5. It’s important to get a nice dense covering of moss, it’ll look bad if there are thin spots where you can see the wood underneath. After gluing moss on for a while, take a break, step back, and look at it from various angles looking for thin areas that need more moss.
  6. When you’ve done enough that you’re confident this will look good, go and get it framed, and make sure they affix J-hooks to the frame so you can mount it later (I’m not an expert, the framers may suggest an alternative that’s better suited to your scenario, but this post assumes your frame comes with J-hooks). If you’ve glued on a bunch of moss but don’t like how it’s turning out, you can scrap the project or buy new material and start over, and you haven’t blown a bunch of money yet on framing.
  7. When the framers are done, bring it home and glue more moss onto the board fill in the space going up to the frame (remember in step #4 you left space near the edges for framers to do their job).
  8. Based on how high up the wall you want to mount the moss wall, how high up along the frame the J-hooks are, and how far apart the J-hooks are, use a tape measure pencil to mark off the points where the J-hooks will touch the wall. If you are planning to hammer in two nails, you will want to make sure the two points you marked off are level. If you measured them equally high up from the floor, they should be, but slight angles can throw you off — use the tape measure as a straightedge and with the help of a level (like the kind that comes in most toolkits) make sure the two marked-off points really are level.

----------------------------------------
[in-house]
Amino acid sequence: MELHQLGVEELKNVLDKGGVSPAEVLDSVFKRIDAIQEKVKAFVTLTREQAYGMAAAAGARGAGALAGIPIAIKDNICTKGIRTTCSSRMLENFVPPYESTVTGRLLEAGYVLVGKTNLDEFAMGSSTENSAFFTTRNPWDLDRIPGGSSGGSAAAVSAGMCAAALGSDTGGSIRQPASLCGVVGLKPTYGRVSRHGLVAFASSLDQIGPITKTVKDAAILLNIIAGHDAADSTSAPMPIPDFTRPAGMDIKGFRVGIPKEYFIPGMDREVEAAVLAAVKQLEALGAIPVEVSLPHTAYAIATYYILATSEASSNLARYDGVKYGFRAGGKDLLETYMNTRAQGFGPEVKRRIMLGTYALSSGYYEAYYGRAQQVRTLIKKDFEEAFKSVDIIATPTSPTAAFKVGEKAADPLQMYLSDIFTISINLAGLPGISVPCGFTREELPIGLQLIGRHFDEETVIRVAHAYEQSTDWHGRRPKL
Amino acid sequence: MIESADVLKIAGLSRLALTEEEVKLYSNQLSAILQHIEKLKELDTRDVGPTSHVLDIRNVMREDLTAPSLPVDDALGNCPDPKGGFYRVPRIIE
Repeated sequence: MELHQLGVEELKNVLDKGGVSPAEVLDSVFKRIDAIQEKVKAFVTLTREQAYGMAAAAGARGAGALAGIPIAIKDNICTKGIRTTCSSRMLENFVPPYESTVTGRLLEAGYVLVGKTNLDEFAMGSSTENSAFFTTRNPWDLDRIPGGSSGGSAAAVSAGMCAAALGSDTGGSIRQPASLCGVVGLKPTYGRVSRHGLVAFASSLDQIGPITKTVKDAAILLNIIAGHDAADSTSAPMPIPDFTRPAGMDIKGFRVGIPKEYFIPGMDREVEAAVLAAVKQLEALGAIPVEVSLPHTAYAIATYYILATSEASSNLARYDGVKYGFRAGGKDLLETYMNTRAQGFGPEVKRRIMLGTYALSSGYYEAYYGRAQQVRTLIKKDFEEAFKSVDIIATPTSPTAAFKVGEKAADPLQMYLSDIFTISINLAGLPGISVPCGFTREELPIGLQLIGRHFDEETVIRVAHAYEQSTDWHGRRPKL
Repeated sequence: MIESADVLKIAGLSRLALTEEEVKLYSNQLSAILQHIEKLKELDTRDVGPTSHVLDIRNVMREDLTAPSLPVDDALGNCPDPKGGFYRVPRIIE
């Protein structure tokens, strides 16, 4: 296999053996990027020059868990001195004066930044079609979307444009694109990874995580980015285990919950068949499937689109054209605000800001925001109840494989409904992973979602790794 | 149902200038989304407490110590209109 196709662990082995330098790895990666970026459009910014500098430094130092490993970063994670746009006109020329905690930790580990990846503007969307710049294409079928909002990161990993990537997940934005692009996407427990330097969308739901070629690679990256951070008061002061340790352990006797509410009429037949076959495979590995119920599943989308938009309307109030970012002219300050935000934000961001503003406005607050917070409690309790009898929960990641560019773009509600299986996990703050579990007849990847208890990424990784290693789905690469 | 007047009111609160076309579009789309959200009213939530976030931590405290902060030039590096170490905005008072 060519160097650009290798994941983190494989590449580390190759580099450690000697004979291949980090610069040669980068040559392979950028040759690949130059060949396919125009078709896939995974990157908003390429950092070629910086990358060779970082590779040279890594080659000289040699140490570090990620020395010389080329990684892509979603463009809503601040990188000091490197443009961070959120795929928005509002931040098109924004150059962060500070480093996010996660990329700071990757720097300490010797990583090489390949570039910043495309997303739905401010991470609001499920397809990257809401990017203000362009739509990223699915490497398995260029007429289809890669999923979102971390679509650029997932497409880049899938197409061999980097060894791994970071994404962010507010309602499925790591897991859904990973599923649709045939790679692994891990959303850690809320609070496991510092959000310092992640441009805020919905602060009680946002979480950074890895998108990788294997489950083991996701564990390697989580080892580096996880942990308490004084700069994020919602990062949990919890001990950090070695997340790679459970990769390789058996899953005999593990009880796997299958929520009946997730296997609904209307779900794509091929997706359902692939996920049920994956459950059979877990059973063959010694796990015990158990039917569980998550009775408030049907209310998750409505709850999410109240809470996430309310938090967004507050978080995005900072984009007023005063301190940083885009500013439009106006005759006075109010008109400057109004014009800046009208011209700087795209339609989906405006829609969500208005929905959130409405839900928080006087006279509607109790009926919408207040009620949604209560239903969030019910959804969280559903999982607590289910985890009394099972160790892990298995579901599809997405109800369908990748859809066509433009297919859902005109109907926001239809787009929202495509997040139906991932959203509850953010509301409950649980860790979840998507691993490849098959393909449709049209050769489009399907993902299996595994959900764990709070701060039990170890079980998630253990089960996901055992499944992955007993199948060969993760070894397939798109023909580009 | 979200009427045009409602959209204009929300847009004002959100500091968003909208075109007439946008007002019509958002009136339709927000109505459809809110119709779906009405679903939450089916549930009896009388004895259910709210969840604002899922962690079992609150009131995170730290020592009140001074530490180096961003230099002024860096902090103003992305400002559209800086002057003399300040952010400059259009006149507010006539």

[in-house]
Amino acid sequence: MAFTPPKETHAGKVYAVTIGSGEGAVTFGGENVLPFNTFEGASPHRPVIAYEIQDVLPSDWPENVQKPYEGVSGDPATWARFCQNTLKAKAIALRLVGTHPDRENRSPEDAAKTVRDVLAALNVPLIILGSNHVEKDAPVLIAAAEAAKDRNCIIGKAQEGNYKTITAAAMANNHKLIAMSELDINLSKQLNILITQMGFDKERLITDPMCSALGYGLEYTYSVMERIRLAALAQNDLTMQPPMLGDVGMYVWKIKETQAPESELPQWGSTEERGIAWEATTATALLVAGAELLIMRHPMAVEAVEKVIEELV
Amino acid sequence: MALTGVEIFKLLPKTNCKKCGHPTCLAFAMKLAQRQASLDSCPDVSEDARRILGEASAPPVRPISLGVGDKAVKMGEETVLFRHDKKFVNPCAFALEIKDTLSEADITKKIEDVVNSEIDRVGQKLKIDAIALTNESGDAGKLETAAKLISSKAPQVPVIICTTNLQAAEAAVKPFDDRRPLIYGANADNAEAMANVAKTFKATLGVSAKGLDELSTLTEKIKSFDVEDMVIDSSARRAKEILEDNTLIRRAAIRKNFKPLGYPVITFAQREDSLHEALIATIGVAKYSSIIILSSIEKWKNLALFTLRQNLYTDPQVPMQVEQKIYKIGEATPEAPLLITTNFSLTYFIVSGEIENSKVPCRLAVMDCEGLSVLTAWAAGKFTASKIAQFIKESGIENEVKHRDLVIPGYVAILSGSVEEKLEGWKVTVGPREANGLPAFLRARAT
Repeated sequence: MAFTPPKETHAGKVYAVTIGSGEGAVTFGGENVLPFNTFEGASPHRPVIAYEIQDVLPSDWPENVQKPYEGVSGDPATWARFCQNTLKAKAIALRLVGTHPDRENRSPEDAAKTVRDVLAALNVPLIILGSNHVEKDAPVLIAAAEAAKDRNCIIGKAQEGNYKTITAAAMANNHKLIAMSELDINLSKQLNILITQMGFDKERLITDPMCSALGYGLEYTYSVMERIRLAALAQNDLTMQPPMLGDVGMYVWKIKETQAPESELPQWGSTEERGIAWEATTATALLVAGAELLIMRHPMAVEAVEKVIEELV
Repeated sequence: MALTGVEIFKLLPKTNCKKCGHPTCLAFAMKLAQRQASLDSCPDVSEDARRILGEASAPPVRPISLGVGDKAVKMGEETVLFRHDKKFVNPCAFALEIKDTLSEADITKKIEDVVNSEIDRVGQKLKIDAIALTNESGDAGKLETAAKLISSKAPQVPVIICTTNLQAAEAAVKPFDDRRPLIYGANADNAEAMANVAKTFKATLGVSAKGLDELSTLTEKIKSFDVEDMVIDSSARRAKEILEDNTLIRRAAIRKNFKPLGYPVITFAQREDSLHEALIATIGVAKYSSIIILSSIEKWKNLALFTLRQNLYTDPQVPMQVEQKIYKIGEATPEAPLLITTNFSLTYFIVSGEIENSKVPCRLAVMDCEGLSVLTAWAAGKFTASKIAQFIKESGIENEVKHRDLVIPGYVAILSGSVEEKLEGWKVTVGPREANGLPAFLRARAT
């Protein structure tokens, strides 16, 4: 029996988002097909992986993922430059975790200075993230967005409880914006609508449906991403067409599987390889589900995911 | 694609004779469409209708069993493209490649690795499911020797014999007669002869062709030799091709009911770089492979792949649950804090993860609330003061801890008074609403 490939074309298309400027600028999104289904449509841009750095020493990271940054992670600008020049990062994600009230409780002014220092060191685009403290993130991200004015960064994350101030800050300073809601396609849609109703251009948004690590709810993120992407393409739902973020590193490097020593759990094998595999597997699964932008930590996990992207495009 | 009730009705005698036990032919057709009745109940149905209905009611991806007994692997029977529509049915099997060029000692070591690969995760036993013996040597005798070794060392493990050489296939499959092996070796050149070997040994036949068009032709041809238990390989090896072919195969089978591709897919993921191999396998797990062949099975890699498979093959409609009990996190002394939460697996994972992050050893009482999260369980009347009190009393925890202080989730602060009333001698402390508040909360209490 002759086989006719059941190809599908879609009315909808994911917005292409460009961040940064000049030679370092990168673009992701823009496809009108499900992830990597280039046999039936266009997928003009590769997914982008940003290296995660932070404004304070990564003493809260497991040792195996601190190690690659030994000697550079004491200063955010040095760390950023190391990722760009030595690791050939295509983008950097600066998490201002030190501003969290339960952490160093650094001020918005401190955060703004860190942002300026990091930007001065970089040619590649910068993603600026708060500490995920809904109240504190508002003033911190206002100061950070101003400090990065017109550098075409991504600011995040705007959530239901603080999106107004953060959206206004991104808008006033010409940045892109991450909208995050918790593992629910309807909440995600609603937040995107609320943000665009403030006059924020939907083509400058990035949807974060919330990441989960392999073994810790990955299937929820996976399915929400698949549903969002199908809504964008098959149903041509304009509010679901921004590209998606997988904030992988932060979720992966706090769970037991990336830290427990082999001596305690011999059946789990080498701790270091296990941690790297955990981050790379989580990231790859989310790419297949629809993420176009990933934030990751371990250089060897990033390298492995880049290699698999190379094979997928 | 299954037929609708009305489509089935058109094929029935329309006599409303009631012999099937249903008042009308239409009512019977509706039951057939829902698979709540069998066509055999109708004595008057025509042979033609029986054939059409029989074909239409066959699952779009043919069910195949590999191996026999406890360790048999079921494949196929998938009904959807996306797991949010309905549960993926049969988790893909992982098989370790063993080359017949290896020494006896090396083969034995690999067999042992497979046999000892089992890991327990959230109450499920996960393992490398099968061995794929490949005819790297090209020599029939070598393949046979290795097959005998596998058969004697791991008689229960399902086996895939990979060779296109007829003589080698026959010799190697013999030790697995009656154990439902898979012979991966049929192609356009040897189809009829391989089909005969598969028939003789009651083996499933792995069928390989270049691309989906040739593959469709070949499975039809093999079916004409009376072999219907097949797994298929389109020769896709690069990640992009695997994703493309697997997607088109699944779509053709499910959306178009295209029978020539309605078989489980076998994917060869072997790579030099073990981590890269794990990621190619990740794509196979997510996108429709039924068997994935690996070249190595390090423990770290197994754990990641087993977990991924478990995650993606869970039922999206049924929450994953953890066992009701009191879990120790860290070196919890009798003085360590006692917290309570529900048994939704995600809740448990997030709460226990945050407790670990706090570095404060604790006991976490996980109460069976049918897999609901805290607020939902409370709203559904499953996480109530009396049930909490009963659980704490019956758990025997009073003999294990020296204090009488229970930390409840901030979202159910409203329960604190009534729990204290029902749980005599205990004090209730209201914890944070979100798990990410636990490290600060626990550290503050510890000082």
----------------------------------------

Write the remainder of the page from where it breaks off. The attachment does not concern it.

9. Hammer the nails into the wall at a 45° angle downwards. Don’t hammer them all the way in, they need to be sticking out a bit for the J-hooks to hook onto. You can read more online about how to mount frames that have J-hooks.
  10. Mount the framed moss-wall by hooking the J-hooks onto the nails.
  11. Step back and admire your work!
moss walls have a nice 3-dimensional aspect to them, without being obtrusive


I promised earlier that moss walls are low maintenance, and they are! Preserved moss does not need watering, trimming, sunlight, nutrients, pest removal, etc. Depending on how well the moss was glued on, and how well or poorly you ensured there were no thin spots, and how often you or your guests brush up against your moss wall, you might find over time that it needs a bit of touch up. It’s easy enough to dismount it, get out the glue guns, and patch it up where needed. If you need to be a couple more glue sticks or bags of moss, it shouldn’t be a big deal.

Any moss that does come off over time obviously lands on the floor, but it’s highly unlikely to ever create a big mess, and your usual sweeping/vacuuming/Roomba-ing should take care of it.

birds-eye view


Did this post help you? Got pics of a nice moss wall you made? Anything I could do to make this post more useful? Want some advice this post didn’t cover? Comment on the post and we can chat about moss walls.